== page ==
PITTSBURGH — It’s been a long time coming for the Saratoga Storm. Almost three decades to be exact. But Saratoga capped a historic weekend with the organization’s first championship in team history.
The Storm prevailed in emphatic fashion with a resounding 6-0 victory against the Chicago North Stars to claim the Chipotle-USA Hockey 2022 Senior Women’s National Championship on Sunday in Pittsburgh,Pa.
“It’s awesome,” said captain Reisha Rieder. “We’ve been trying to win this for many, many years. We finally did it and it feels awesome.”
Chicago and Saratoga both entered Sunday’s championship with unblemished 5-0 records and the top goal differentials in the tournament. Saratoga scored 23 goals in five games, while Chicago had 27 goals in the same timeframe. Both had allowed four goals in five previous contests.
Saratoga enjoyed a breakout, six-goal effort in the championship game.
“We were so focused on winning this year,” Rieder said. “We go (Nationals) every year. We were focused and we wanted it. It feels great.”
Ashley Meyer led the charge with a four-point effort, scoring two goals and adding two assists. Erin Fleury wasn’t far behind with two goals and a helper, while Rebecca Gregg also had a goal and an assist. Scotlynne Rieder, the daughter of Reisha Rieder, also found the back of the net, while Rylie Murray, Ashley Scott, Amanda Castignetti and Rachel Gantt all provided assists. Jennifer Gregg enjoyed a 15-save shutout.
“We have a lot of depth and I’m happy to be part of that,” Meyer said. “Anybody on this team could be dangerous at any time.”
Meyer was dangerous on Saratoga’s second shift of the game. She came down the left side, off the rush, and whipped a wrist shot over the shoulder of Chicago goaltender Regina Engel for Saratoga’s first goal of the game at 13:48 of the opening period.
Meyer helped on the second goal of the game, scored by Scotlynne Rieder with 3:31 to play in the first, as Saratoga opened a 2-0 lead.
“The early cushion absolutely helps,” Jennifer Gregg said. “I told the team from the beginning of the game, if we scored early, then it would put them on their heels.”
Chicago scored 3-1 victories against Rochester and Indy, in addition to dominant performances against Cleveland and Annapolis that saw the North Stars outscore the opposition by an 18-1 margin.
It was a similar story for Saratoga, which defeated Carolina 10-1 and the District Renegades 6-1 before a 4-0 shutout of Southern Thunder and a 2-1 shootout victory against Michigan.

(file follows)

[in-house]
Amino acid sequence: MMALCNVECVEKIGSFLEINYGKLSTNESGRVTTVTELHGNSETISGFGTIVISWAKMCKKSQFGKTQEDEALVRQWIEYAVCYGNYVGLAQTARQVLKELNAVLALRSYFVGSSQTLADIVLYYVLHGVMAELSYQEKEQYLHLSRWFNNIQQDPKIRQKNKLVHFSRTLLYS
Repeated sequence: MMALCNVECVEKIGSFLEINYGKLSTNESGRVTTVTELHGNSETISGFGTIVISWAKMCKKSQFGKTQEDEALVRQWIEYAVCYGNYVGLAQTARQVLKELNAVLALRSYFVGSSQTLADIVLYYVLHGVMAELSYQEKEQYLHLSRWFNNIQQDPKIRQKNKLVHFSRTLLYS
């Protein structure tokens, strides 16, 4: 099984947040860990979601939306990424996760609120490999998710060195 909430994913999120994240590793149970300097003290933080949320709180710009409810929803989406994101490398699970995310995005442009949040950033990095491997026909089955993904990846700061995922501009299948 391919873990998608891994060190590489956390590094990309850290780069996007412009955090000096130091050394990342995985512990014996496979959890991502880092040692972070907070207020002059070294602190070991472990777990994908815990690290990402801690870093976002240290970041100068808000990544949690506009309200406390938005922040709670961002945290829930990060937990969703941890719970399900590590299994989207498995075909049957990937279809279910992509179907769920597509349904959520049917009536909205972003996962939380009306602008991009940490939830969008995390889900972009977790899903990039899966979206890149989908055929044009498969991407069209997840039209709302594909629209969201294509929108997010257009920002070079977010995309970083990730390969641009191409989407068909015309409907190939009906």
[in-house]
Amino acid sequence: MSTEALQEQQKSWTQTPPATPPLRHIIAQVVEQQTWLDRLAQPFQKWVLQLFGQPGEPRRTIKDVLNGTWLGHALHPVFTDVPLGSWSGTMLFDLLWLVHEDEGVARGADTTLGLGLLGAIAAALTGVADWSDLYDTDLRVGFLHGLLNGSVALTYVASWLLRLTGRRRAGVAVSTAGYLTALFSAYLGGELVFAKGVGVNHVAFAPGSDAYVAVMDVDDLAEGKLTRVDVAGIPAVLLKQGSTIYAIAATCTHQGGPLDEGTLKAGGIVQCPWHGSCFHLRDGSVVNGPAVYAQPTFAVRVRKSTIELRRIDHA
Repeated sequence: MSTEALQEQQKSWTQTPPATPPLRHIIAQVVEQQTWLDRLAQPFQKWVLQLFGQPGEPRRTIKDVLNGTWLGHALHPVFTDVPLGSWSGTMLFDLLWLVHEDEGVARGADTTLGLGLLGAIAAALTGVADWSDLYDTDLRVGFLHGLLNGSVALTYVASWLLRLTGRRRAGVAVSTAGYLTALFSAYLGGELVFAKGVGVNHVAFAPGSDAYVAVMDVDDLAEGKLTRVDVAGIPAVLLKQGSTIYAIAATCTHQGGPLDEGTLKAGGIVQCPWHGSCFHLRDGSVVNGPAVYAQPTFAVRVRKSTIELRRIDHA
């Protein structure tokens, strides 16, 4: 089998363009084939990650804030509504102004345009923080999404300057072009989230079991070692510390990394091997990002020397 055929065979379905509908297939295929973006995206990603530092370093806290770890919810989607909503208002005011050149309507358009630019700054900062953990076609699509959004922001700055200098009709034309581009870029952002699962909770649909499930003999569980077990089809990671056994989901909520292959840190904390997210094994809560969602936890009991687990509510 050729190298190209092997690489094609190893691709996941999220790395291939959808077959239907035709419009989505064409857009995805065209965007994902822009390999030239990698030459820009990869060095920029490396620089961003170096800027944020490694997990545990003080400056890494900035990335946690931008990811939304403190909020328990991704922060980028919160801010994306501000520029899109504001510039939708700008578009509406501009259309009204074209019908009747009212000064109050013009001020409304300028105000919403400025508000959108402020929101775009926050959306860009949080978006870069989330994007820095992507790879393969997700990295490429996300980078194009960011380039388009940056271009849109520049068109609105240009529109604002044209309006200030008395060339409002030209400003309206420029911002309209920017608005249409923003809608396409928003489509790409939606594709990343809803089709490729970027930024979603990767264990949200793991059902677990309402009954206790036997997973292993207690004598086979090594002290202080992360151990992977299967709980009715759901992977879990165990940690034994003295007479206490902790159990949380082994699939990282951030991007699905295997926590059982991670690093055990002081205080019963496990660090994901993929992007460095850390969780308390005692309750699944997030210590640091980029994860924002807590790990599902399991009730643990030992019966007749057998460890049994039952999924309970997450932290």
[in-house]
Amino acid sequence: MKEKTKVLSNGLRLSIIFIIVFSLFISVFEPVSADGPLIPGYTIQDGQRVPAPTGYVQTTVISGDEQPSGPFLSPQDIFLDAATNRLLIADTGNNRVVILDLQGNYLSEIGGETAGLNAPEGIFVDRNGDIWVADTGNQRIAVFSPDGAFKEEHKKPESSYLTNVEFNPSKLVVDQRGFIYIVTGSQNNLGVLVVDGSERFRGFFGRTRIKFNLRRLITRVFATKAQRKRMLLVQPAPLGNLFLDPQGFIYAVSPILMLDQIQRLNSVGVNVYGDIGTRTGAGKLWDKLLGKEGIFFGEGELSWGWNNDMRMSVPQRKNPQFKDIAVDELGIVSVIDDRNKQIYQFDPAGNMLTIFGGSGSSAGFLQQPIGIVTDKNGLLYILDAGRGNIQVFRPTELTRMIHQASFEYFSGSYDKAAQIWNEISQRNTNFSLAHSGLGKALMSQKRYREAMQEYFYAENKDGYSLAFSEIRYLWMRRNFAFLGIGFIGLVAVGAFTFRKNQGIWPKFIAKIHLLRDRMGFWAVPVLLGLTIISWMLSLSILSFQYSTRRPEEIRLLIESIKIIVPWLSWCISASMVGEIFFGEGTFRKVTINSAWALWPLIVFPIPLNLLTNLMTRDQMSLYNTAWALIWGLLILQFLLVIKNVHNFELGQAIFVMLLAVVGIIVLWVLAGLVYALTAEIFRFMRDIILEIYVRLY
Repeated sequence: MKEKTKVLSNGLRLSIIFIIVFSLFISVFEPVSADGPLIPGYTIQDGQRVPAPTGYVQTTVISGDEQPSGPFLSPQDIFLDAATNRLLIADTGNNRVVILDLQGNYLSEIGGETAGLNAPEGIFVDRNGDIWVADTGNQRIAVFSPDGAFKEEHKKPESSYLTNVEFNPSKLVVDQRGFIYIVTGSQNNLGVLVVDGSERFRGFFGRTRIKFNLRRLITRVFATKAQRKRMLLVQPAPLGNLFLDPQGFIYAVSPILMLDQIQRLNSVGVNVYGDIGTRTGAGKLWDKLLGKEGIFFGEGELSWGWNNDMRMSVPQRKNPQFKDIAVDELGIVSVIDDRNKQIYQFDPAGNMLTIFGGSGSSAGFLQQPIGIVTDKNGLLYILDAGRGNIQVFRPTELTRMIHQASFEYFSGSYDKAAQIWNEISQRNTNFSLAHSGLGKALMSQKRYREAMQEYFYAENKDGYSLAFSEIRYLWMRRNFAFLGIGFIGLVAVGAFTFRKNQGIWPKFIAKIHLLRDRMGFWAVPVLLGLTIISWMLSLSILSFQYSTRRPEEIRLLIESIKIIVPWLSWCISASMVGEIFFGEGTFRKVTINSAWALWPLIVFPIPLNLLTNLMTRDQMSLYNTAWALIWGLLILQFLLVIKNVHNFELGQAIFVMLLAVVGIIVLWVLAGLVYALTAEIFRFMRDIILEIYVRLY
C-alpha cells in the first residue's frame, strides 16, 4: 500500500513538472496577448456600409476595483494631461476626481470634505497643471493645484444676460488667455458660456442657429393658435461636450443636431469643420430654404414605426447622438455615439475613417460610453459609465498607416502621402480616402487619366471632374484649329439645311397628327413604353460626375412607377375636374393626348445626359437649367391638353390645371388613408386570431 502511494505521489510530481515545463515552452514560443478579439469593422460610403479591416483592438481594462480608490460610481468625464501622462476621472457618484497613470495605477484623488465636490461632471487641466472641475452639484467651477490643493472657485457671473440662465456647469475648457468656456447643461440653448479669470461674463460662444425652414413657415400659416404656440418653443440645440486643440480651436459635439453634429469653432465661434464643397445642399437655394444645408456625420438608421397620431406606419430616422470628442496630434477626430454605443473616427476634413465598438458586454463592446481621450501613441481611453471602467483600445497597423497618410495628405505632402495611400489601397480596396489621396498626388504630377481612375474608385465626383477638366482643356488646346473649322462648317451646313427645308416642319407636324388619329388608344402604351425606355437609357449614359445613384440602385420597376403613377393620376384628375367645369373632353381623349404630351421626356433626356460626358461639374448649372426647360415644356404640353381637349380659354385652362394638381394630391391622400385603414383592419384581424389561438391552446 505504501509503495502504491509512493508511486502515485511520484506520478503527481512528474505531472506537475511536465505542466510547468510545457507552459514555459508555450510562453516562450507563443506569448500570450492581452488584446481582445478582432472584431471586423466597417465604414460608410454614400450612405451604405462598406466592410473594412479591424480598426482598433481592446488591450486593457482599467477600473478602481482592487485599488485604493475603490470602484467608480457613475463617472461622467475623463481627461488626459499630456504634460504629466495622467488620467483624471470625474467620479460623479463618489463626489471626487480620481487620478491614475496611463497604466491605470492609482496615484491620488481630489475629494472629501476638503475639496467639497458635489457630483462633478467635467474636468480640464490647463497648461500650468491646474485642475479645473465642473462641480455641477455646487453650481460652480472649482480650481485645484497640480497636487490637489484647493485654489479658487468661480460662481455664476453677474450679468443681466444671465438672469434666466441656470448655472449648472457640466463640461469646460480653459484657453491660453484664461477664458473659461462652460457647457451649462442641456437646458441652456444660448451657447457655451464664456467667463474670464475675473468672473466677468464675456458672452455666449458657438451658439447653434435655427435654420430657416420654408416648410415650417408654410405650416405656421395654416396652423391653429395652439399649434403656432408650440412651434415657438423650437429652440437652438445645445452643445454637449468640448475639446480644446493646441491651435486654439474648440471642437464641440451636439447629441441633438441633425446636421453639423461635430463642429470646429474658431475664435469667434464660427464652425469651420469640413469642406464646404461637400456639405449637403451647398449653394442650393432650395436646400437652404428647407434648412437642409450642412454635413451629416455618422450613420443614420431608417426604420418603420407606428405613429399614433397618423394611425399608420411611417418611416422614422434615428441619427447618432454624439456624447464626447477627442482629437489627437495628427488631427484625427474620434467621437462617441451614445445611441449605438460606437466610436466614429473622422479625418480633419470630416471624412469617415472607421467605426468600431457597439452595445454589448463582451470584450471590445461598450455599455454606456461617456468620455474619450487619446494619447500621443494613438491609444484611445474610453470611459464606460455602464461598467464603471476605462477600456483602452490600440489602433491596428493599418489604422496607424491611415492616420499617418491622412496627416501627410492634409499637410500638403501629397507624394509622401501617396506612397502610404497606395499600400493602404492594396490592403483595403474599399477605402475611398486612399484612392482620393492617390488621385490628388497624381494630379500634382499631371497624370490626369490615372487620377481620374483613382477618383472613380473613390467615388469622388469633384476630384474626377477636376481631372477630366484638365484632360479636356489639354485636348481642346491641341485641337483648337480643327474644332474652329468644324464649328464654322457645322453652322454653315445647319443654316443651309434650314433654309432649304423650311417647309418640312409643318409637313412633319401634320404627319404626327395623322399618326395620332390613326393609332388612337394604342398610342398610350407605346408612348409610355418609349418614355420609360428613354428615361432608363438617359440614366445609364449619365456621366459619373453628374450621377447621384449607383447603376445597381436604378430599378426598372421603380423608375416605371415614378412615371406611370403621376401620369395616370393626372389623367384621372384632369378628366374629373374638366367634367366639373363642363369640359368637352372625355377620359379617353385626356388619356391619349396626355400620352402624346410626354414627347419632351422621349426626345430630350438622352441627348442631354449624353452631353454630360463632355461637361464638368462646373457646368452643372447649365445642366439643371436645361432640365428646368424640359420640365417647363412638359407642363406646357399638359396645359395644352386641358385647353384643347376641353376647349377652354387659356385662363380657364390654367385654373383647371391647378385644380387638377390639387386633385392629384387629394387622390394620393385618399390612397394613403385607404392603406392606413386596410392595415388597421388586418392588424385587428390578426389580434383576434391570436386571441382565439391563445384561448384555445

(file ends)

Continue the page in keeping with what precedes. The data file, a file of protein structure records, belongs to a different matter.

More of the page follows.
Chicago rallied from a 1-0 third-period deficit to defeat Michigan 3-1 in the semifinal, while Saratoga held onto a one-goal lead in the final 15 minutes to defeat Rochester 2-1 and advance to the title game.
“We played as a team,” Reisha Rieder said. “That’s why we won. And we always play as a team. Some teams have superstars who are phenomenal, but they don’t play as a team. We did, and I think that was the difference.”
Fleury scored on a scramble in front of the net 18 seconds into the second period, giving Saratoga a 3-0 lead.
Then, a late second-period goal put the Storm ahead by four goals. Fleury blocked a shot in the defensive zone. Then, she sent a pass up ice to Rebecca Gregg, who beat Engel with a deke on a breakaway.
Saratoga clinched its first-ever championship with a pair of power play goals in the third period. Meyer scored her second of the game on a shot from the slot at 11:20. Fleury did the same with 1:59 to play from the front of the net.
The only thing left was to file on the ice and mob goaltender Jennifer Gregg once time expired. Several players shared hugs before the final awards ceremony. Reisha Rieder and Roberta Steele passed out medals and offered congratulatory messages to teammates before everyone posed with the championship banner following the awards ceremony.
It was a fitting way for Saratoga to celebrate its first championship in program history.
“Our fans have been phenomenal all weekend,” Meyer said. “It’s amazing to have that many people come out and support women’s hockey. It was just a great feeling to have them with us, and women who have been part of the organization who helped start it. To witness how far it’s come, it was incredible, it was amazing and it was nice to see the support.”
Story from Red Line Editorial, Inc.